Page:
Richard’s son, Sean, found a great bargain on AirHeads (a taffy-like candy), at Costco.
“I offered to help him buy the product, if he would pay me back,” Richard said. “We sat down and did the math. He was getting 90 in a box that cost about $12 dollars. Based on what he was able to sell an AirHead for, he was getting a 900 percent profit — almost a tenfold markup. That seemed like a pretty good enterprise. He was clearing at least $150 a week in profit.”
Sean treated his mother to dinner and a movie [and] bought an iPod. He bought a fancy gaming keyboard with multiple interchangeable sets of keys, new shoes, a sweatshirt and a hoodie.
“In a devious sort of way, I was proud of him,” Richard said. “One the other hand, we had this sense that something was wrong with this picture. We kind of knew that the school didn’t want him doing this. We also worried that it would all become a bit too enticing. And then, when the customers are too old to want candy, what’s he going to sell? Drugs. That was our concern. We worried that he would be unable to resist the money, and would sell whatever the customer wanted.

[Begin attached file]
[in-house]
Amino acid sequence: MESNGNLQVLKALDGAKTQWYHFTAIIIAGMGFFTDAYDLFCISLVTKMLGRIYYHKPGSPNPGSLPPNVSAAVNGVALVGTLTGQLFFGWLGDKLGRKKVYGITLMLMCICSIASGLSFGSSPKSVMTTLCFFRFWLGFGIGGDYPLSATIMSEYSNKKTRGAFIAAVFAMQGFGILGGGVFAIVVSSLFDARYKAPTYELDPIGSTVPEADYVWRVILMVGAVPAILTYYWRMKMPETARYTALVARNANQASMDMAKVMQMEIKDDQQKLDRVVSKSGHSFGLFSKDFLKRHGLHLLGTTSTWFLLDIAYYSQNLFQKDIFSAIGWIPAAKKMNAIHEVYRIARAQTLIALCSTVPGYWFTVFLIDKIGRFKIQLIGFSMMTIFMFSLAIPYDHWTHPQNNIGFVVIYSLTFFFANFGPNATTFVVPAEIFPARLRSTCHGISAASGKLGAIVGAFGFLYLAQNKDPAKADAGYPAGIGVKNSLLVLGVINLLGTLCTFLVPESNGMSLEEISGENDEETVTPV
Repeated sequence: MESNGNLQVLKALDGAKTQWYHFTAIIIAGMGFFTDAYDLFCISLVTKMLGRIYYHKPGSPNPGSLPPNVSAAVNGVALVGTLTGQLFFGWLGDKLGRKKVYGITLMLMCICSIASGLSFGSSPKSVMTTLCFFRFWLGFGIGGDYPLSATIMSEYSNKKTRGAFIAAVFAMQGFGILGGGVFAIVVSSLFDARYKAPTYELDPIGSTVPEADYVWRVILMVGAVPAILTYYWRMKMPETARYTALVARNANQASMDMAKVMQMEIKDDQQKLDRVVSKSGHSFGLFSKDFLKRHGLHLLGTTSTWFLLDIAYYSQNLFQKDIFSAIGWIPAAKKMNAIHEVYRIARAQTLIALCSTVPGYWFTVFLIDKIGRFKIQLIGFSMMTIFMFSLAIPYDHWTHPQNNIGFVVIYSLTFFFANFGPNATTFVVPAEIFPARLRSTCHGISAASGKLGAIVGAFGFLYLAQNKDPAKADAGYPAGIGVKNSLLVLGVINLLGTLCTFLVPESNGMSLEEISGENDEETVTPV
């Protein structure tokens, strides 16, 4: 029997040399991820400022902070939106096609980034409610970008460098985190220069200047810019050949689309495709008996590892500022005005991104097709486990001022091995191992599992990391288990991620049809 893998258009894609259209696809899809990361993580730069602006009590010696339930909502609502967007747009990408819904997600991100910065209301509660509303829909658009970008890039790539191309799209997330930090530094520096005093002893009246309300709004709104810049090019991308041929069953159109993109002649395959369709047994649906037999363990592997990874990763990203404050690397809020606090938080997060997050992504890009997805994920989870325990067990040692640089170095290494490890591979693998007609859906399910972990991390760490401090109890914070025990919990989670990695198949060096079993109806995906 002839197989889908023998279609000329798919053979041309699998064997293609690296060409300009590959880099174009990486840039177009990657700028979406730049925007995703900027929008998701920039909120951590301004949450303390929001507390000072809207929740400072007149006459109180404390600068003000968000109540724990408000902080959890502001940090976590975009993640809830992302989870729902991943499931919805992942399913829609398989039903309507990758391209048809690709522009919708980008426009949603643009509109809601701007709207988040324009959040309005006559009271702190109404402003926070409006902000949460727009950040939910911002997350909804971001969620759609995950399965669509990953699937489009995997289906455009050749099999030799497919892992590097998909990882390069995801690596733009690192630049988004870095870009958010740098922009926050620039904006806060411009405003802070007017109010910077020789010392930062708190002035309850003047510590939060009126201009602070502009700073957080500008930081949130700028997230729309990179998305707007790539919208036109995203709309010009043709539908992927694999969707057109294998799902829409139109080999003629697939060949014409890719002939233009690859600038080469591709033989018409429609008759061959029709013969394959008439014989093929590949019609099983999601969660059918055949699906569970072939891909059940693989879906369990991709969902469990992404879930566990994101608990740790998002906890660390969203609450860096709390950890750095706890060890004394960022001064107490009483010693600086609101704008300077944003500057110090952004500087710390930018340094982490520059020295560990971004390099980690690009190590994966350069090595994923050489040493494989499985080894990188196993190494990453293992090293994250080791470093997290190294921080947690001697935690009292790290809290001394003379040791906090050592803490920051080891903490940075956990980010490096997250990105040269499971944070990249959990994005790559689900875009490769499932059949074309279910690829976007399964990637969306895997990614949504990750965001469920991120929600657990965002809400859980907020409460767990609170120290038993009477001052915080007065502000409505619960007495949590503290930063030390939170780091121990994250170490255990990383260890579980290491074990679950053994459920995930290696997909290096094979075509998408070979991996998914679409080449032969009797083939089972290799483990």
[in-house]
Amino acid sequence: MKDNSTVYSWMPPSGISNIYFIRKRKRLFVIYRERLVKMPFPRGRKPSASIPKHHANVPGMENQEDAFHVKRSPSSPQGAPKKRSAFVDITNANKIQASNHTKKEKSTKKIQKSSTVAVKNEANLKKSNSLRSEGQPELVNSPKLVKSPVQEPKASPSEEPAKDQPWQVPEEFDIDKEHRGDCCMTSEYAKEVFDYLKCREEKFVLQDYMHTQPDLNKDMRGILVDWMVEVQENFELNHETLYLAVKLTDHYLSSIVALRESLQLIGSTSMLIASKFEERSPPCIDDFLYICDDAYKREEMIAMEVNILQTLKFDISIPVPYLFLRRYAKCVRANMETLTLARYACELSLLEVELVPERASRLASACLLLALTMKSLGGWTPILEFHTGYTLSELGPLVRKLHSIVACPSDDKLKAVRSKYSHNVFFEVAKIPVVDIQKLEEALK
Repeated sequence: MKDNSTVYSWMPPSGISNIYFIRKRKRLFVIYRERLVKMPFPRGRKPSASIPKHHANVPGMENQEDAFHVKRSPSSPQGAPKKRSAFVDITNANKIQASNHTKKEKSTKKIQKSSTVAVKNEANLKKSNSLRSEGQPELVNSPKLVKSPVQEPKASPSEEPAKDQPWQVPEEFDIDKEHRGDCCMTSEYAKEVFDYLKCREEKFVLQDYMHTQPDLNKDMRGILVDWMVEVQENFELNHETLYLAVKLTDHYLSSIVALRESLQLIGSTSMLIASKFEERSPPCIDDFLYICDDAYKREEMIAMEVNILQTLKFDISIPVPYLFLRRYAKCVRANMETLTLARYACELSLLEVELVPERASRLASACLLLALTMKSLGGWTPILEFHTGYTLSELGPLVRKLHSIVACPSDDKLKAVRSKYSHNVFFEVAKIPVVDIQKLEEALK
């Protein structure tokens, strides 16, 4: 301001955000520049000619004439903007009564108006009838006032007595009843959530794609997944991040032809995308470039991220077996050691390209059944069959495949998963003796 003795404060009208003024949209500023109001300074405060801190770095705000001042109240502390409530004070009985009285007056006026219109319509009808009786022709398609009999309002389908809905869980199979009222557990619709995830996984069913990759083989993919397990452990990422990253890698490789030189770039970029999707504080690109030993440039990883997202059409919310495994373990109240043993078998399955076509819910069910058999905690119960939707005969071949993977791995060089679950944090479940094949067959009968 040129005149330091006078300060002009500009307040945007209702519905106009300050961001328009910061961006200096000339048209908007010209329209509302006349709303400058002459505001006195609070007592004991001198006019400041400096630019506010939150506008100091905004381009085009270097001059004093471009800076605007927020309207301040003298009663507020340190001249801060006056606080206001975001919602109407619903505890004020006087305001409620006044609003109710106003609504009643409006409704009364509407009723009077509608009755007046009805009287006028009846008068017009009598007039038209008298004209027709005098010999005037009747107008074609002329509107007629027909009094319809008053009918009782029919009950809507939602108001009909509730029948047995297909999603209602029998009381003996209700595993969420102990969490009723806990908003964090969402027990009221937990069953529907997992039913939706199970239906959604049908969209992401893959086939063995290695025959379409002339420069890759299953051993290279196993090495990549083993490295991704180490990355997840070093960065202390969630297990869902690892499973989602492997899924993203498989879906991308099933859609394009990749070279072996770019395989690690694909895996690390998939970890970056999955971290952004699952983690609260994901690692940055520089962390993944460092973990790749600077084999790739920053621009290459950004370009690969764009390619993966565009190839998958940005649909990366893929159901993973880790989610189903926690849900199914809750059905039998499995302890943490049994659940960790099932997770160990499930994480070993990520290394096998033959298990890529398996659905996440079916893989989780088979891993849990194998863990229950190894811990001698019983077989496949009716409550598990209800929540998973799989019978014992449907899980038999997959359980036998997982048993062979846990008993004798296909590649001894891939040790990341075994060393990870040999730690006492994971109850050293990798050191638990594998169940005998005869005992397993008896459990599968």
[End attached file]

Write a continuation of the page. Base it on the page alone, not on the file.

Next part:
I was saddened that the father made this connection — or as Reason put it:
Candy didn’t use to be a gateway drug. Now it is. Thanks, school board!
I dealt Coke (Classic, sometimes Diet) at summer camp; as a camp counselor I’d have cases under my bunk and under-cut the “Tuck shop” by a dime or a quarter. Counselors would get a day off each week that we could run into town and I could restock — the poor campers were stuck there for two weeks straight.
For the record, I never made anywhere near 900% profit. I like to think my campers liked me, but I have no doubt they would have ratted me out to the camp management if I tried to squeeze them.
What is AirHeads secret ingredient that makes kids NEED to have it? Crack?